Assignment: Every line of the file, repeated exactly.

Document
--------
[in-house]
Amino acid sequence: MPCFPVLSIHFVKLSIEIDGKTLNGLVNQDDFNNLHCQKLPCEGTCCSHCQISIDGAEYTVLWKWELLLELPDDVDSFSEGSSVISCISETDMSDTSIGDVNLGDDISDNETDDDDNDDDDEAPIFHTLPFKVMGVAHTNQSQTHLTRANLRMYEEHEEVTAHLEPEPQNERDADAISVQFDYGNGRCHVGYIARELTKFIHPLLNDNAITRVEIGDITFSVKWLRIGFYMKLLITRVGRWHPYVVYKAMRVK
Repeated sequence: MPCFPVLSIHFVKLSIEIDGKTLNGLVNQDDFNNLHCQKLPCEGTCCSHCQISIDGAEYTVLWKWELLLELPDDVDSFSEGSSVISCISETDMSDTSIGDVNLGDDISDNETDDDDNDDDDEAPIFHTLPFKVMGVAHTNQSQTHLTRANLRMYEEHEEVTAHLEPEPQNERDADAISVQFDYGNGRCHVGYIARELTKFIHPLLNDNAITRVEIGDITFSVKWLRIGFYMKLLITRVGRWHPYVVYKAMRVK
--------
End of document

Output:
[in-house]
Amino acid sequence: MPCFPVLSIHFVKLSIEIDGKTLNGLVNQDDFNNLHCQKLPCEGTCCSHCQISIDGAEYTVLWKWELLLELPDDVDSFSEGSSVISCISETDMSDTSIGDVNLGDDISDNETDDDDNDDDDEAPIFHTLPFKVMGVAHTNQSQTHLTRANLRMYEEHEEVTAHLEPEPQNERDADAISVQFDYGNGRCHVGYIARELTKFIHPLLNDNAITRVEIGDITFSVKWLRIGFYMKLLITRVGRWHPYVVYKAMRVK
Repeated sequence: MPCFPVLSIHFVKLSIEIDGKTLNGLVNQDDFNNLHCQKLPCEGTCCSHCQISIDGAEYTVLWKWELLLELPDDVDSFSEGSSVISCISETDMSDTSIGDVNLGDDISDNETDDDDNDDDDEAPIFHTLPFKVMGVAHTNQSQTHLTRANLRMYEEHEEVTAHLEPEPQNERDADAISVQFDYGNGRCHVGYIARELTKFIHPLLNDNAITRVEIGDITFSVKWLRIGFYMKLLITRVGRWHPYVVYKAMRVK